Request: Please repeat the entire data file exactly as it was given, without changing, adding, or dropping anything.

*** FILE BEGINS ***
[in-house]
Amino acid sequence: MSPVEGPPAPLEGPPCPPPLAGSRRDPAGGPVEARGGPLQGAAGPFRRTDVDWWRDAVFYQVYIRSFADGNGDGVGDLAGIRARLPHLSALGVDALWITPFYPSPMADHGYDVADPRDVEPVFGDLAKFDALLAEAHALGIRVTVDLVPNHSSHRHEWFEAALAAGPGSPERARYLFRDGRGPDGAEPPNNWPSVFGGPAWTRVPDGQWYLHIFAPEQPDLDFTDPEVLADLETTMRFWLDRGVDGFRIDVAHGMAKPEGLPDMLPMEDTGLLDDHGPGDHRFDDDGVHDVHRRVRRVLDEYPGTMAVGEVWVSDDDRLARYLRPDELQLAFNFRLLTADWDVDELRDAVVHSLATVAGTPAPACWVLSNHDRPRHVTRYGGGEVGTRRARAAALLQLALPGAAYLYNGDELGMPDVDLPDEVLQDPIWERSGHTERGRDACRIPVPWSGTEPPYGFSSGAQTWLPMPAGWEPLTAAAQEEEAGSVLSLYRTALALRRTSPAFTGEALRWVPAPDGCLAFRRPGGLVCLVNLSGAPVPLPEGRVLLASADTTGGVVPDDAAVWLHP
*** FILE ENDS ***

[in-house]
Amino acid sequence: MSPVEGPPAPLEGPPCPPPLAGSRRDPAGGPVEARGGPLQGAAGPFRRTDVDWWRDAVFYQVYIRSFADGNGDGVGDLAGIRARLPHLSALGVDALWITPFYPSPMADHGYDVADPRDVEPVFGDLAKFDALLAEAHALGIRVTVDLVPNHSSHRHEWFEAALAAGPGSPERARYLFRDGRGPDGAEPPNNWPSVFGGPAWTRVPDGQWYLHIFAPEQPDLDFTDPEVLADLETTMRFWLDRGVDGFRIDVAHGMAKPEGLPDMLPMEDTGLLDDHGPGDHRFDDDGVHDVHRRVRRVLDEYPGTMAVGEVWVSDDDRLARYLRPDELQLAFNFRLLTADWDVDELRDAVVHSLATVAGTPAPACWVLSNHDRPRHVTRYGGGEVGTRRARAAALLQLALPGAAYLYNGDELGMPDVDLPDEVLQDPIWERSGHTERGRDACRIPVPWSGTEPPYGFSSGAQTWLPMPAGWEPLTAAAQEEEAGSVLSLYRTALALRRTSPAFTGEALRWVPAPDGCLAFRRPGGLVCLVNLSGAPVPLPEGRVLLASADTTGGVVPDDAAVWLHP